Posted on: November 1st, 2014 by Steve Wilkison

Music lovers are discovering RW Hampton’s brand-spanking new This Cowboy,  which was released nationally just last week!

Here are a couple of early comments:

“Perfect blend of Western with an edginess not found on previous albums. The man loves his Country, his cowboy way of life, his family, his God and our Veterans and it seeps into every song!”

“This Cowboy is an album sure to please anyone who likes an honest Western song polished just enough to make it shine.”

It’s clear why RW is being called “Today’s Voice of the American West” with this groundbreaking collection that includes hit singles “Hell in a Helmet,” “My Country’s Not For Sale” and his newest, “Jesus Take A Hold.”

If there was ever an album that showcased R.W.’s heart, this is it. A strong mixture of R.W.’s traditional cowboy lifestyle, his Western heritage, loving tributes to life-long friends, and straight from the heart musical stories for America and her Veterans.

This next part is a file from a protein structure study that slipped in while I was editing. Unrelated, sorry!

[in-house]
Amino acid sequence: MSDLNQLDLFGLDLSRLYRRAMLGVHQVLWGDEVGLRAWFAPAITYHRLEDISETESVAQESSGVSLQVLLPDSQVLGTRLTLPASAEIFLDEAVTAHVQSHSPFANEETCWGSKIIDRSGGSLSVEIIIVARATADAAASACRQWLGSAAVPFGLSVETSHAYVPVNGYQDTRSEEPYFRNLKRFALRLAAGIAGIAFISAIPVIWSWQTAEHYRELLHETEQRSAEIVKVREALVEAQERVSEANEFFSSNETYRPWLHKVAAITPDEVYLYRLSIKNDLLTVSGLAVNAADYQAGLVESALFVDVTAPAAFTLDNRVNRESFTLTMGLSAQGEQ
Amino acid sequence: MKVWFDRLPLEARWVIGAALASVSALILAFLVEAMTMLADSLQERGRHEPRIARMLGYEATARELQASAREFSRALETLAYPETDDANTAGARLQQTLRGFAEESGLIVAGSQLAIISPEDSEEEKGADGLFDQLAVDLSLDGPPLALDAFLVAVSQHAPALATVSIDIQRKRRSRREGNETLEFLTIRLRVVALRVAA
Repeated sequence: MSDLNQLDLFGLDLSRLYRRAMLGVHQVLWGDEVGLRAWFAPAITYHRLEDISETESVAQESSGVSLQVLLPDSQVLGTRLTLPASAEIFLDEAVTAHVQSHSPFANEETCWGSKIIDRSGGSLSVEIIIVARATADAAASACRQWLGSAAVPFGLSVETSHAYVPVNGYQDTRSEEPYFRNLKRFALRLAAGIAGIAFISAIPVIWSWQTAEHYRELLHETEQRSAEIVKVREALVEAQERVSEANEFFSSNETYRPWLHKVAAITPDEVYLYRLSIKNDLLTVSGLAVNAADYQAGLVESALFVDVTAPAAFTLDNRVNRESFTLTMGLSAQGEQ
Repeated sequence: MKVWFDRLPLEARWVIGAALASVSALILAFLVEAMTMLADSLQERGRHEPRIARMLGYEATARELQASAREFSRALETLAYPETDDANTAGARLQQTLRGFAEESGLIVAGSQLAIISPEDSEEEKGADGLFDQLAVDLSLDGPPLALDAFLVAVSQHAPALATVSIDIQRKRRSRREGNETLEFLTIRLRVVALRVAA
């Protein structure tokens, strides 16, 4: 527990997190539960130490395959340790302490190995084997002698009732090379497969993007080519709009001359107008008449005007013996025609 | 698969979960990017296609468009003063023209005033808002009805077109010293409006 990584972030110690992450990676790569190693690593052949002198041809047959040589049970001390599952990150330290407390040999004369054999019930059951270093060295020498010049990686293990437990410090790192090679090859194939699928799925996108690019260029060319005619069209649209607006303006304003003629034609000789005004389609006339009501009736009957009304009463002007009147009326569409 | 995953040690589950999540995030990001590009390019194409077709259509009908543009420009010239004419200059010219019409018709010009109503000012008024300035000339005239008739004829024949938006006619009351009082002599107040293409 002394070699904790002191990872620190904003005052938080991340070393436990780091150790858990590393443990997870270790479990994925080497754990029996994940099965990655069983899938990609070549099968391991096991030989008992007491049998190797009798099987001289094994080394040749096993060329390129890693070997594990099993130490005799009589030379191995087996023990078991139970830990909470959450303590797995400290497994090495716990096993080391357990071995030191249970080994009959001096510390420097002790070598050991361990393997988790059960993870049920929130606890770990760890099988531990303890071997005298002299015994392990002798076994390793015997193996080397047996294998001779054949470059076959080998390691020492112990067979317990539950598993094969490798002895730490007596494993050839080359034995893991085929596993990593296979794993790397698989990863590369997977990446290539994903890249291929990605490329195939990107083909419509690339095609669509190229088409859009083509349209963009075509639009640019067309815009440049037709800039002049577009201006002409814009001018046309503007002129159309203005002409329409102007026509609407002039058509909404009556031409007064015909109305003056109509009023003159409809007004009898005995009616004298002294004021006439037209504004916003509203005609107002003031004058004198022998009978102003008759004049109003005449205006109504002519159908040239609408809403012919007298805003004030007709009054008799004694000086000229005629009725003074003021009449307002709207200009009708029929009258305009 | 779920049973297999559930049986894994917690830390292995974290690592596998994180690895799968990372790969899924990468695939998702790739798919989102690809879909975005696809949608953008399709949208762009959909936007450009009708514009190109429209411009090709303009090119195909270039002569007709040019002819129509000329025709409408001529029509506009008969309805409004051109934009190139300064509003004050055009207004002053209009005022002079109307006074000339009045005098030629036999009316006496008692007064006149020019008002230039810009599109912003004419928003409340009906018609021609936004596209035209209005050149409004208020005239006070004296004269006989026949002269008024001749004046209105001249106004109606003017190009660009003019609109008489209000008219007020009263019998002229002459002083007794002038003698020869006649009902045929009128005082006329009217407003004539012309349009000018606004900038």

This Cowboy, is the first of a set of 2 CDs from R.W. that include a few recognizable cover songs like “El Paso”, thrown into a mix of songs penned by Hampton with co-writes by his wife and others, along with a handful of wonderful new songs and spoken-word pieces from other contemporary writers. All original recordings, featuring some of the leading studio musicians in the business.

American Cowboy reviews This Cowboy

Posted on: August 1st, 2014 by Steve Wilkison

RW Hampton • This Cowboy • Cimarron Sounds

Among a selection of 13 originals and cover tracks present in R.W. Hampton’s upcoming album, This Cowboy, there are two interconnected pieces that capture the trials and tribulations of our nation.

“Hell in a Helmet” recounts the toll of war on a soldier’s psyche — something the Hampton family is familiar with.  Hampton’s son is a weapons platoon sergeant with the 2nd Battalion, 9th Marines. He joined the military in 2005, served in combat deployments in Iraq and Afghanistan and then returned stateside.

“I noticed how hard it was for him to come home,” says Hampton.  “It was really stressful.  I said ‘Man, it was better for you over there, wasn’t it Son?’ and he said ‘Yeah, Dad, it really was.  You don’t just come back here and go from trying to figure out where the muzzle flash is coming from to watching TV.’